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    Sale 7600

    Impressionist and Modern Art Day Sale

    25 June 2008, London, King Street

  • Lot 445

    Jules Schmalzigaug (Belgian, 1882-1917)

    Het dynamische van de dans

    Price Realised  


    Jules Schmalzigaug (Belgian, 1882-1917)
    Het dynamische van de dans
    signed and dated 'Schmalzigaug 1913' (lower right)
    oil on canvas
    39 3/8 x 51 in. (100 x 129.6 cm.)
    Painted in 1913

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    Jules Schmalzigaug has emerged as a unique figure among early 20th Century avant-garde Belgian artists in his adoption of the ideals of Italian Futurism. His early death has resulted in a rich but comparatively small body of work. His visit to the 1912 Futurist exhibition at Galerie Bernheim-Jeune in Paris was a seminal moment in his aesthetic development. He then travelled to Venice where he worked for a period in 1912 and again in 1913. His paintings testify to the strong influence of Severini's interpretation of Divisionism and the expressive abstractions of Boccioni's Stati d'animo. In his own work, he uses light to generate form and colour simultaneously in his attempt to capture movement in two dimensions. The subject of the dancer was one favoured by the Futurists as it combined dynamic movement, the beauty of the human figure and an exhilarating form of popular culture all in one. The treatment of this theme in Het dynamische van de dans from 1913 is an explosion of brushstrokes, heavy with colour and light, generating and dividing geometrical, intertwined volumes. A completely abstract 'dance of light' is rendered through a composition of bright prisms, in continuous movement and quick metamorphosis.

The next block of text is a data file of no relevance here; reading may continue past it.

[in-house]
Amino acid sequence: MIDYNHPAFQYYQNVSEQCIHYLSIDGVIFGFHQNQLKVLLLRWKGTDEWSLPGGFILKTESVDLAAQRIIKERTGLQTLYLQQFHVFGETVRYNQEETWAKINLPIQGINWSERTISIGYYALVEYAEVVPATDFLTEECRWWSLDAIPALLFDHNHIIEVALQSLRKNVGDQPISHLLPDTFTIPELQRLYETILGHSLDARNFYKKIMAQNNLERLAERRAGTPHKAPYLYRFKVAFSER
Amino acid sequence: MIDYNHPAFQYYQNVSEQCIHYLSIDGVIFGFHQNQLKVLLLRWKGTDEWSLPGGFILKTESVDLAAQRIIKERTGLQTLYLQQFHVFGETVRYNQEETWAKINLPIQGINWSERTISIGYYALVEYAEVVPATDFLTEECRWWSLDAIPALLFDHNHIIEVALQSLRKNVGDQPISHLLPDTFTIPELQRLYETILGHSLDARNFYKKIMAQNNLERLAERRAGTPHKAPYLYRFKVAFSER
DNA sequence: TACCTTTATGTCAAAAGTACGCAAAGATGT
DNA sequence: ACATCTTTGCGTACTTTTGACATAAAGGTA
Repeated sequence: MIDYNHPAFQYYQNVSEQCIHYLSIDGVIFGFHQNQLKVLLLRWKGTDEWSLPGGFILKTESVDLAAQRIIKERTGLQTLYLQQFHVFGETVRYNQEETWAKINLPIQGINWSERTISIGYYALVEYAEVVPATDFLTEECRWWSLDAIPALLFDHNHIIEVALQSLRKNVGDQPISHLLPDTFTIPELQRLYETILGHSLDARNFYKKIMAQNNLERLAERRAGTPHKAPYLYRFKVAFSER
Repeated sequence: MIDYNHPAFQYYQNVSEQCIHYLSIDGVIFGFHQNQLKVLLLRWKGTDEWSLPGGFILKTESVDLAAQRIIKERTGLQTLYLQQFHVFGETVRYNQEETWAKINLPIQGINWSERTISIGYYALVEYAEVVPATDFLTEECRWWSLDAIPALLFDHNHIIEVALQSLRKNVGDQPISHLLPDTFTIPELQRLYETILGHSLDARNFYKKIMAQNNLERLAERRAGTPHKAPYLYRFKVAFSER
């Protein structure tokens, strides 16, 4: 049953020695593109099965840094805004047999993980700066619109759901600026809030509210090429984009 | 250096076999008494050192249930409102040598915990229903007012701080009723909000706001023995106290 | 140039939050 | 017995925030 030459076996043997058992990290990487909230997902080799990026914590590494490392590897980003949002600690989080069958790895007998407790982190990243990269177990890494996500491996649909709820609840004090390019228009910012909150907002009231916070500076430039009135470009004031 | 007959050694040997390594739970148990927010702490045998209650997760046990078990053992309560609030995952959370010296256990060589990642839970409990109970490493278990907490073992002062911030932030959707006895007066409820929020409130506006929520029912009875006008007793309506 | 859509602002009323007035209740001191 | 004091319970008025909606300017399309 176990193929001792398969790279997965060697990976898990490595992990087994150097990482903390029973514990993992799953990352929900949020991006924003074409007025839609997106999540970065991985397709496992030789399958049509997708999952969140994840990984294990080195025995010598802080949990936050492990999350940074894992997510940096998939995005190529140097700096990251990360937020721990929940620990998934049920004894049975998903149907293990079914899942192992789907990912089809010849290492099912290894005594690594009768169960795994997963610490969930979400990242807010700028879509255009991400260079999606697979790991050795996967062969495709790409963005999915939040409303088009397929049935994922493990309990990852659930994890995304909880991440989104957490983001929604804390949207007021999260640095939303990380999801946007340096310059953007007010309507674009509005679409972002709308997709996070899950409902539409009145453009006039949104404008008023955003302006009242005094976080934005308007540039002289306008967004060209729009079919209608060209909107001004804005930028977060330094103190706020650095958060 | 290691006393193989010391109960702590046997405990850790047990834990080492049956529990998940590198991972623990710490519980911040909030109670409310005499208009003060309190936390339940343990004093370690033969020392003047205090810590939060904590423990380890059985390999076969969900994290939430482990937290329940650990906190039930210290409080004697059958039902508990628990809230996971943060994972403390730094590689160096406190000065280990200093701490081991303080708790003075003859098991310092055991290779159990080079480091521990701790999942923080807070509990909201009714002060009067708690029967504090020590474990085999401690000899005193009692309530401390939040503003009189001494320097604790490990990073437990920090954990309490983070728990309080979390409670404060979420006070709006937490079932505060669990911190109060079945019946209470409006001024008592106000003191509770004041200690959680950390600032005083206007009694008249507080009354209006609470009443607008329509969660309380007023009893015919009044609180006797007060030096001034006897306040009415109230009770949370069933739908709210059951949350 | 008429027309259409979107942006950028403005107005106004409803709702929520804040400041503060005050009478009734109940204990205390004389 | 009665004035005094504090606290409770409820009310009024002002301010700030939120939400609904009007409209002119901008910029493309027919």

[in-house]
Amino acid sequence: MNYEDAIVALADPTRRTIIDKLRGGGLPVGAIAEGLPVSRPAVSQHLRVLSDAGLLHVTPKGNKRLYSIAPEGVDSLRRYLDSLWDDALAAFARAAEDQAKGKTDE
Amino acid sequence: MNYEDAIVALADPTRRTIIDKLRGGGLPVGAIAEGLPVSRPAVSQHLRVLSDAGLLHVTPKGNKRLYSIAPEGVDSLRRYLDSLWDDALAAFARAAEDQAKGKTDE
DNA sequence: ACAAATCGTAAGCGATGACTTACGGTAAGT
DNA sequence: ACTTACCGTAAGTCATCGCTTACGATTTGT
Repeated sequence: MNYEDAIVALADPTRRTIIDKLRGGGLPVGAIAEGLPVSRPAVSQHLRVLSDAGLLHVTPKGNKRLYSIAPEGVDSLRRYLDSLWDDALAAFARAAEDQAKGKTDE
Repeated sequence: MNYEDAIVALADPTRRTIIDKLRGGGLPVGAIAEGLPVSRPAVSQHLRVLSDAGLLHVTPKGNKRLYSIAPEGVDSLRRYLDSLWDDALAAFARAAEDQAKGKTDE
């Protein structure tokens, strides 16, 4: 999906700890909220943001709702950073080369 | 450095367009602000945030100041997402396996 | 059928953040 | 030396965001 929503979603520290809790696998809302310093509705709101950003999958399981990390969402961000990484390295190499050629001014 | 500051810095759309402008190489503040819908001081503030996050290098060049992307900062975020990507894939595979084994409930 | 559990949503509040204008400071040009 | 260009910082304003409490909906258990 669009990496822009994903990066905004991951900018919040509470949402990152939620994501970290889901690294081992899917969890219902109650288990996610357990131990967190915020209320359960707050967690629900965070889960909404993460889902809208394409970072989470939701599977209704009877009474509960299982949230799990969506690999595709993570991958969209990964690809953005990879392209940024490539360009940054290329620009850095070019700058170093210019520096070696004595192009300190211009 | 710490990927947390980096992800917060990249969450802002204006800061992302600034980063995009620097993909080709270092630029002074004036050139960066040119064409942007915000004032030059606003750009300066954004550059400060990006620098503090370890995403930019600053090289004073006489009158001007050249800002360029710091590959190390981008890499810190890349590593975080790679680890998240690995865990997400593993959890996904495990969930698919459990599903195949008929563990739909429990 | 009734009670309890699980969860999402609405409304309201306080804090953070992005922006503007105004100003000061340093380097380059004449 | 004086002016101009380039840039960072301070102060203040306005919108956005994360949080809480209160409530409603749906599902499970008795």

Dutch artist Willem Paerels (1878-1962) was among the first to recognize Schmalzigaug's talent, as he lauded his innovations in L'Art Libre in 1919, two years after his untimely death, 'un nom encore ignoré dans l'histoire de la peinture; celui d'un artiste, d'un veritable artiste, trop tôt disparu, mort en pleine production à trente ans; celui d'un chercheur indefatigable et d'un novateur. Schmalzigaug est un des rares artistes qui ouvrent une fenêtre nouvelle sur l'infini des possibilités; un de ceux qui nous font une fois de plus et mieux comprendre que les formules en peintures sont absurdes'.

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    R. & J. van de Velde, Antwerp.
    Anonymous sale, Christie's, London, 27 June 1989, lot 408.
    Private collection, Japan.
    Anonymous sale, Christie's, Amsterdam, 5 June 1996, lot 242.
    Acquired at the above sale by the present owner.

    Pre-Lot Text



    P. Mertens, Jules Schmalzigaug 1882-1917, Brussels, 1984, no. 49 (illustrated p. 86).


    Rome, Galleria Futurista [Giuseppe Sprovieri], Esposizione Libera Futurista Internazionale, April - May 1914, no. 2 (titled 'Sensazione dinamica di danza. Interno di bar notturno').
    Antwerp, Kunst van Heden, Retrospectieve J. Schmalzigaug, April - May 1923, no. 186.
    Brussels, Koninklijk Museum voor Moderne Kunst, Jules Schmalzigaug, 1985.
    Brussels, Gemeentekrediet, Muziek in de Kunst, 1985.
    Altenburg, Lindenau-Museum, Internationale Sprachen der Kunst: Gemälde, Zeichnungen und Skulpturen der Klassischen Moderne aus der Sammlung Hoh, August - October 1998, no. 76 (illustrated p. 203); this exhibition later travelled to Osnabrück, Kulturgeschichtliches Museum Felix-Nussbaum-Haus, Dortmund, Museum am Ostwall and Nuremberg, Germanisches Nationalmuseum.